Former MA Mayor Sentenced To Six Years For Extortion
Former Mayor Sentenced To Six Years For Extorting Cannabis Vendors
Crime

Former Massachusettes Mayor Sentenced To Six Years For Extorting Cannabis Vendors

Former Mayor Sentenced To Six Years For Extorting Cannabis Vendors
Crime

Former Massachusettes Mayor Sentenced To Six Years For Extorting Cannabis Vendors

Author James Jones
PUBLISHED
Sep 28, 2021
read time 2 MIN
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Former mayor of Fall River, Massachusetts, Jasiel Correia, was sentenced to six years in prison by a federal judge for extorting local marijuana vendors Tuesday, September 21. In comparison to his meteoric political rise in an economically challenged city, some are calling this a “fall from grace.” Boston-based Judge Douglas Woodlock ordered six years of prison and three years of supervised release for the disgraced politician in a Tuesday afternoon hearing, Christina Sterling, a spokesperson for the U.S. Attorney’s office in Massachusetts, confirmed to Forbes.

Correia was first indicted on wire fraud, four counts of filing false tax returns, four counts of extortion conspiracy, and four counts of extortion. He was convicted with other charges for taking bribes from prospective Fall River cannabis businesses and defrauding investors in an app called “SnoOwl” founded before he took office. Acting U.S. State Attorney, Nathaniel R. Mendell said, “Jasiel Correia made many promises in business and politics, but today’s verdict speaks the truth: Correia defrauded people who trusted him, he lied on his taxes, and he extorted hundreds of thousands of dollars in bribes as mayor of Fall River.”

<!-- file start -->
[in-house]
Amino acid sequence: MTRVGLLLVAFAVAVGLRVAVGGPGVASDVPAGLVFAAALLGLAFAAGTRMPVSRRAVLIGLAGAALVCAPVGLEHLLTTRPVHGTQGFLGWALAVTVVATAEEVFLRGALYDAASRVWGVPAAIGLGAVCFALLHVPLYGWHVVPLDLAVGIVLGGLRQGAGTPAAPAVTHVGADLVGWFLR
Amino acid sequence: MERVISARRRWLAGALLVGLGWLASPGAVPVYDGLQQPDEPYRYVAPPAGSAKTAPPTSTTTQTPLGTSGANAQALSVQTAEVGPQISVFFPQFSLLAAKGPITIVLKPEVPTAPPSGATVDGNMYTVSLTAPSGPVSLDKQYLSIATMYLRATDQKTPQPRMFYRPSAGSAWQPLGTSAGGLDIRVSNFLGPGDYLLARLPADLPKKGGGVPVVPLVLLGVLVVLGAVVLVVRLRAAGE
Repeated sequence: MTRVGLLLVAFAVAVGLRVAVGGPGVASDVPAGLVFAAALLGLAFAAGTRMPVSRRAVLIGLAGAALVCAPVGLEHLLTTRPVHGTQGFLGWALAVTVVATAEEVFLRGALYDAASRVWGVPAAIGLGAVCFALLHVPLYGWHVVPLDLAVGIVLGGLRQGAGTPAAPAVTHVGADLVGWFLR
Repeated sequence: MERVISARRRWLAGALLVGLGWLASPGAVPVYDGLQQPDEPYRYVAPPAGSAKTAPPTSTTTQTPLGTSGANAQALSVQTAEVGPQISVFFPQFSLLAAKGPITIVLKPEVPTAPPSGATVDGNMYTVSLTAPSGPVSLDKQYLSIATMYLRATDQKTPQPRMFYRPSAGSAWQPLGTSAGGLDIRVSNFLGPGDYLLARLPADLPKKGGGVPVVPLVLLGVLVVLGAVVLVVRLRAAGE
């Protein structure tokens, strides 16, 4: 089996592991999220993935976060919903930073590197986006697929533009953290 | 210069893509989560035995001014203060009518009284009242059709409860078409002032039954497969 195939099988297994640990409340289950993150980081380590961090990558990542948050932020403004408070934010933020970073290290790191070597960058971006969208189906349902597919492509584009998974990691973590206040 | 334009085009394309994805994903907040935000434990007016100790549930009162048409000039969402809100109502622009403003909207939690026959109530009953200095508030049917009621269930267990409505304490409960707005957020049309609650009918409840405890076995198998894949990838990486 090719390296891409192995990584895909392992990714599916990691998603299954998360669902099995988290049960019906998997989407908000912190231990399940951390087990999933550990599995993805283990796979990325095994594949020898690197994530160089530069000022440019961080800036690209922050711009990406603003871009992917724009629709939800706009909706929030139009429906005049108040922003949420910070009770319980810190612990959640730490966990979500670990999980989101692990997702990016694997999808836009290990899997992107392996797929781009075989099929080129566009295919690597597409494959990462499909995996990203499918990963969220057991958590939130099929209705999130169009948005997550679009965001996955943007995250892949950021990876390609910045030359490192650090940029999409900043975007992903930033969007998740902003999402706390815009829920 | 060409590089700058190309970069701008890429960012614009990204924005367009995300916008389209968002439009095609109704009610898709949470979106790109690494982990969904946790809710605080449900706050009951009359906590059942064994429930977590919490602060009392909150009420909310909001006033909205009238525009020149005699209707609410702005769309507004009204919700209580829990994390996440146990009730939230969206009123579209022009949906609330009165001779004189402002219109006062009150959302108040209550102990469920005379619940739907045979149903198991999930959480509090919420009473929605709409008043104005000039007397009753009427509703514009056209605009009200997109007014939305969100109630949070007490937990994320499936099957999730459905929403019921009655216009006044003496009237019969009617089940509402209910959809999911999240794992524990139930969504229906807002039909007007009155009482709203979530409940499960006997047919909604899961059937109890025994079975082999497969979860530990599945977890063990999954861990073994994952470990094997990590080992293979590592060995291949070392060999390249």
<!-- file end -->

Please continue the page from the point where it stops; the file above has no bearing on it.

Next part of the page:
According to the Associated Press, Judge Woodlock overturned several tax and wire fraud convictions tied to the SnoOwl allegations after deciding prosecutors didn’t prove those charges but left the extortion convictions in place. Federal prosecutors wanted Woodlock to sentence Correia to 11 years, noting the “crudeness of Correia’s corruption” and accusing him of remaining in denial, but lawyers for Correia – who pleaded not guilty – asked for three years, arguing their client “flew early, high, and fast” but “has great potential to learn from this chapter of his life.” Correia maintained his innocence, even after his conviction, and has since said he will file for an appeal. It’s moments like these that show crime doesn’t pay, even if you’re the mayor.

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Banking & finance
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Douglas woodlock
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